Kubernetes, the container orchestration tool originally developed by Google, has become a vital resource for Agile and DevOps teams. As an open source tool, Kubernetes is becoming an ecosystem in itself, with other tools being developed to support it. Some of these extensions are coming straight from Kubernetes, while others are open source projects in their own right.
Kubernetes provides a list of native and open source tools on their website, but we thought it’d be useful to explore each tool in more depth. Some of these tools are preferred by Kubernetes beginners, while others should be saved until you develop a strong working knowledge of the system.
When you’re ready to try and implement these tools, Kubernetes provides extensive documentation to help you through it. We link to all of the relevant pages in the guide.
Ready to upgrade your Kubernetes life? Then let’s roll.
Kubeadm is the command line tool that enables you to easily provision a secure Kubernetes cluster on top of either a physical server, cloud server, or virtual machine. This allows you to bootstrap a Kubernetes cluster in an easy and secure way. The clusters created by Kubeadm are designed to pass the Kubernetes Conformance tests.
Kubeadm was designed for both new users to play around with and gain a better understanding of Kubernetes, and for existing users to test applications and easily create clusters. It’s great for testing the efficacy of Kubernetes clusters, while giving teams the scalability they need if (or when) they decide to adopt it.
Kubectl is the command line tool for Kubernetes that controls the Kubernetes cluster manager. Under Kubectl, there are several subcommands for more precise cluster management control, such as converting files between different API versions, or executing container commands. The full list of subcommands can be found here.
Another useful command line tool from Kubernetes is the Kubefed command. This tool helps you administrate your federated clusters. With Kubefed, you are able to deploy new Kubernetes cluster federation control planes. You can also add clusters to, remove clusters from, a pre-existing federation control plane. This tool is only available in Kubernetes version 1.5 and up.
Refer to this guide to get your cluster federation up and running with Kubefed.
Minikube is the ideal Kubernetes tool for development and testing. It’s also another great tool for users just getting started on Kubernetes. Minikube makes it easy to run a single-node Kubernetes cluster locally for development and testing. There are plenty of Kubernetes features supported on Minikube, including DNS, NodePorts, ConfigMaps and Secrets, Dashboards, Container Runtime (Docker, rkt, and CRI-O), enabling CNI’s, and ingress.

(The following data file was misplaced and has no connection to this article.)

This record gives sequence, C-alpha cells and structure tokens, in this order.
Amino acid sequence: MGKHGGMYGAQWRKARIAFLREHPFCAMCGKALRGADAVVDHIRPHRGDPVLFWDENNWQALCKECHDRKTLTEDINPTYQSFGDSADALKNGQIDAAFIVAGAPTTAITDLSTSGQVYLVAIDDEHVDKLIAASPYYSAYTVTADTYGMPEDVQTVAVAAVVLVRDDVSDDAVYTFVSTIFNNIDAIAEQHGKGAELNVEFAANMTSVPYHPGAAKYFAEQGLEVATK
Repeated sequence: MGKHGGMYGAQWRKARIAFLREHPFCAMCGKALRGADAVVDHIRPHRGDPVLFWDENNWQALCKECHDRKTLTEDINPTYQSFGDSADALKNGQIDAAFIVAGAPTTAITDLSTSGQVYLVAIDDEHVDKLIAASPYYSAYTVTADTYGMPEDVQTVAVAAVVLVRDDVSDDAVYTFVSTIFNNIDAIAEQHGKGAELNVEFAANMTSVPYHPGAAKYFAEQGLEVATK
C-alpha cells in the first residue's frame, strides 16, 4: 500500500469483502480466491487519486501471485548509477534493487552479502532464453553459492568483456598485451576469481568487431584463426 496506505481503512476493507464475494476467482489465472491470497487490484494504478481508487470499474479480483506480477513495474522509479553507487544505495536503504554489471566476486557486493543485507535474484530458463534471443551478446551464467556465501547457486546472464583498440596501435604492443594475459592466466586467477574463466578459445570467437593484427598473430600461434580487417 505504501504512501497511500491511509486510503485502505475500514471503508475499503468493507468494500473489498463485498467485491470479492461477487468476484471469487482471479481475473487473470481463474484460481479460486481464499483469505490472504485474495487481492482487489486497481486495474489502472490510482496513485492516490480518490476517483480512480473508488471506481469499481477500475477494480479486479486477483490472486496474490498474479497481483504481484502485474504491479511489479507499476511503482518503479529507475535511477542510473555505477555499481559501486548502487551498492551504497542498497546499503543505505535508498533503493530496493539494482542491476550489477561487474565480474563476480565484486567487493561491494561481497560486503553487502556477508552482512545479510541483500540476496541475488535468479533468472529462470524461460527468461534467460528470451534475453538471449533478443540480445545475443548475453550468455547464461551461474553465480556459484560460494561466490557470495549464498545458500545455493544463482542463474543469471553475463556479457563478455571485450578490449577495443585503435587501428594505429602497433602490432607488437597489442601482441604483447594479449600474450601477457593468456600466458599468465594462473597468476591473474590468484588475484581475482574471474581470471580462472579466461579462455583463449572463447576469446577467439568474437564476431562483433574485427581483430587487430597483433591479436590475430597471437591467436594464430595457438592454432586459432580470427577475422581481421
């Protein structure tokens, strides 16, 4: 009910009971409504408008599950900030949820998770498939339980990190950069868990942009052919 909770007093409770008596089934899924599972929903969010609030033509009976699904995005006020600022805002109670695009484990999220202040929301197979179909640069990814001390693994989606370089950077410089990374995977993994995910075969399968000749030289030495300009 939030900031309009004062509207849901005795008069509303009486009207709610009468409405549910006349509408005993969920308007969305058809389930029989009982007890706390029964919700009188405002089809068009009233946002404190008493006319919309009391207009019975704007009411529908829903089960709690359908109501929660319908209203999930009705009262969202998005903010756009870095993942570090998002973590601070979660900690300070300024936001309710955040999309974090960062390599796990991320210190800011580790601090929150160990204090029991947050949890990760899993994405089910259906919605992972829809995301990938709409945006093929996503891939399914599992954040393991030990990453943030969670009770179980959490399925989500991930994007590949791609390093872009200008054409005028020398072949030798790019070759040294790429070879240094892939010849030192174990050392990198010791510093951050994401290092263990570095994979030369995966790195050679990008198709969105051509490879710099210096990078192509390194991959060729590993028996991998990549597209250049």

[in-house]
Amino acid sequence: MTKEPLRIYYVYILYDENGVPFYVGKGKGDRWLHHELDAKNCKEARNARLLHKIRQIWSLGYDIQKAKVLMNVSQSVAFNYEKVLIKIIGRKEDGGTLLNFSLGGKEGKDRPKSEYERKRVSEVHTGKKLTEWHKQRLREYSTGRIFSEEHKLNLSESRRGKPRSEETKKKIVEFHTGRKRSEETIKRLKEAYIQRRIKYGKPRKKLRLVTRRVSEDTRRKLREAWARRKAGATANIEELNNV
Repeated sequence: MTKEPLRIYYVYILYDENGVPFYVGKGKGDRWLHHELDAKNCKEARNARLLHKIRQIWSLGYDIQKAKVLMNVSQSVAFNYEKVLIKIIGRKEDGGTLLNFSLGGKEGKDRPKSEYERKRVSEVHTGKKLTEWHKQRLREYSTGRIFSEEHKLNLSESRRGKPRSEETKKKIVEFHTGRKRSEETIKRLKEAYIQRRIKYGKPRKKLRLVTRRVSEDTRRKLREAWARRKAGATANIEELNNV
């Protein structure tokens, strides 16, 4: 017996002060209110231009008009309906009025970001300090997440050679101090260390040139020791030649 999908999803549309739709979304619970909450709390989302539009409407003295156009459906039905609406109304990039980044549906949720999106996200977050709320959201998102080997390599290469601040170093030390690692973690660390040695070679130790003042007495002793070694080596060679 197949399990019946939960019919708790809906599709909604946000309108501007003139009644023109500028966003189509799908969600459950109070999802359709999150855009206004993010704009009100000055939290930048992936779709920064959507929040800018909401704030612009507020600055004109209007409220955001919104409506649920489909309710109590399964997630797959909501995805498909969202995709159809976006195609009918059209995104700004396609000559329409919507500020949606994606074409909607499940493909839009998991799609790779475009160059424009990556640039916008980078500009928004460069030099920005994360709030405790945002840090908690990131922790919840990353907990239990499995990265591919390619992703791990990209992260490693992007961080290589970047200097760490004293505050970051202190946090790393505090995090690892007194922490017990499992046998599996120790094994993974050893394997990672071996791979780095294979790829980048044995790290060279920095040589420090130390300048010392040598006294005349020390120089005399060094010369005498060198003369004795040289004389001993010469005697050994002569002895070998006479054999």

Enabling Minikube is a simple process. Follow this step-by-step guide for a quick and easy installation.
Kubernetes Dashboard is an incredibly useful tool for cluster management. From the web-based dashboard, you can deploy and troubleshoot your containerized applications into a Kubernetes cluster. Once deployed, you can manage the cluster in its entirety, along with all its resources.
Once up and running, Dashboard gives you an overarching view of all of your running applications. You can also modify any individual Kubernetes resources. These resources can be DaemonSets, Deployments, Jobs, or any other resource you have going.
In the same way Retrace gives you a clear picture of your application, Dashboard provides you with a look at all of your Kubernetes resources and identifies any errors that may have occurred.
Third-party Kubernetes tools are not created by Kubernetes itself, but still enjoy a thriving community of passionate open source developers. These tools are recognized by Kubernetes on their website, so it’s safe to trust them as much as Kubernetes does.
Helm is the ideal tool used for managing Kubernetes charts. Kubernetes charts are packages of preconfigured Kubernetes resources. These charts have two things: a description of the package, and one or more templates that contain Kubernetes manifest files. Essentially, Helm streamlines installing and managing your Kubernetes applications.
Helm has a ton of valuable features that help DevOps teams run their Kubernetes applications smoothly. You can find and use popular software packaged as official Kubernetes charts. Some of the charts can be found on Kubeapps. You can even create builds and share your own applications as Kubernetes charts for others to use.
Kompose is a great tool for developers experienced in container management, but unfamiliar with Kubernetes. If you’re experienced with containers, chances are you’re experienced with Docker Compose. Kompose allows users to seamlessly transition their Compose files and applications into Kubernetes objects with just one command click.
Transferring your Docker Compose files to Kubernetes resources may not be completely exact, so be sure to double-check after the transfer. Even still, transferring using Kompose is a tremendous help for Docker Compose veterans.
Kubernetes plays an integral role in the containers and microservices ecosystem. It gives you the ability to connect and manage as many containers as you need, all the while developing a more agile, secure application.
These tools are just the beginning of a vibrant, powerful ecosystem around the Kubernetes system. As more developers adopt containers and Kubernetes, expect to find more and more tools that expand their capabilities.
At Stackify, we’re going all in on containers, microservices, and continuous delivery in 2018. Subscribe to the blog to get all the latest posts on your favorite developer subjects.
- 7 Kubernetes Tools to Expand Your Container Architecture - March 6, 2018
- What is Kubernetes? A Guide to Container Orchestration - March 5, 2018
- State of the Union of Microservices and Containers - February 27, 2018
- How High-Performing Teams ‘Shift Left’ with Continuous Testing - February 22, 2018